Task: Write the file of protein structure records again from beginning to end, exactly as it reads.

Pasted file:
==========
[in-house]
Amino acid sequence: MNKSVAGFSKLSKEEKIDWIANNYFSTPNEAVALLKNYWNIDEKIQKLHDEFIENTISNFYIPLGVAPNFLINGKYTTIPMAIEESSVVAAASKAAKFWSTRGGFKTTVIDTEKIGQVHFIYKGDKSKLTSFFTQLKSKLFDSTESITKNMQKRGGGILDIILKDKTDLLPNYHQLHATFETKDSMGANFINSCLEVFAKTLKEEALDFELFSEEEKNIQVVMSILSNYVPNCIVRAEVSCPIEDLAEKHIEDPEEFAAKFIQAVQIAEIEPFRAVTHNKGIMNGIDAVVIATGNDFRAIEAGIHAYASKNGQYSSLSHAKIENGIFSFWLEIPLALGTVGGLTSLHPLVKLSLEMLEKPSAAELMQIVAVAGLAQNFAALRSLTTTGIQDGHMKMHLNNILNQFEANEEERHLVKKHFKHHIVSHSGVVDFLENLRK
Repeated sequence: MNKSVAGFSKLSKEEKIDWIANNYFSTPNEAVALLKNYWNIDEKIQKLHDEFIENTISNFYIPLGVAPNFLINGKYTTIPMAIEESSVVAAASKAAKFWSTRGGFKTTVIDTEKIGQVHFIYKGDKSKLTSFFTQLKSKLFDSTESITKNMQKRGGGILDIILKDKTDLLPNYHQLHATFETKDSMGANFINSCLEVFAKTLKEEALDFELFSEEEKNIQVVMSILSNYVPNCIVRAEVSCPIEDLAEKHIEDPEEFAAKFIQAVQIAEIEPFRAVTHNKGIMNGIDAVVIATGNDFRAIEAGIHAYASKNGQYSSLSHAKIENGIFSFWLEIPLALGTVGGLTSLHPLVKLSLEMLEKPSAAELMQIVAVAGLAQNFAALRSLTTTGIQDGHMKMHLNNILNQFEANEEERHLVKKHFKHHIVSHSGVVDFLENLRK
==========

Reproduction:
[in-house]
Amino acid sequence: MNKSVAGFSKLSKEEKIDWIANNYFSTPNEAVALLKNYWNIDEKIQKLHDEFIENTISNFYIPLGVAPNFLINGKYTTIPMAIEESSVVAAASKAAKFWSTRGGFKTTVIDTEKIGQVHFIYKGDKSKLTSFFTQLKSKLFDSTESITKNMQKRGGGILDIILKDKTDLLPNYHQLHATFETKDSMGANFINSCLEVFAKTLKEEALDFELFSEEEKNIQVVMSILSNYVPNCIVRAEVSCPIEDLAEKHIEDPEEFAAKFIQAVQIAEIEPFRAVTHNKGIMNGIDAVVIATGNDFRAIEAGIHAYASKNGQYSSLSHAKIENGIFSFWLEIPLALGTVGGLTSLHPLVKLSLEMLEKPSAAELMQIVAVAGLAQNFAALRSLTTTGIQDGHMKMHLNNILNQFEANEEERHLVKKHFKHHIVSHSGVVDFLENLRK
Repeated sequence: MNKSVAGFSKLSKEEKIDWIANNYFSTPNEAVALLKNYWNIDEKIQKLHDEFIENTISNFYIPLGVAPNFLINGKYTTIPMAIEESSVVAAASKAAKFWSTRGGFKTTVIDTEKIGQVHFIYKGDKSKLTSFFTQLKSKLFDSTESITKNMQKRGGGILDIILKDKTDLLPNYHQLHATFETKDSMGANFINSCLEVFAKTLKEEALDFELFSEEEKNIQVVMSILSNYVPNCIVRAEVSCPIEDLAEKHIEDPEEFAAKFIQAVQIAEIEPFRAVTHNKGIMNGIDAVVIATGNDFRAIEAGIHAYASKNGQYSSLSHAKIENGIFSFWLEIPLALGTVGGLTSLHPLVKLSLEMLEKPSAAELMQIVAVAGLAQNFAALRSLTTTGIQDGHMKMHLNNILNQFEANEEERHLVKKHFKHHIVSHSGVVDFLENLRK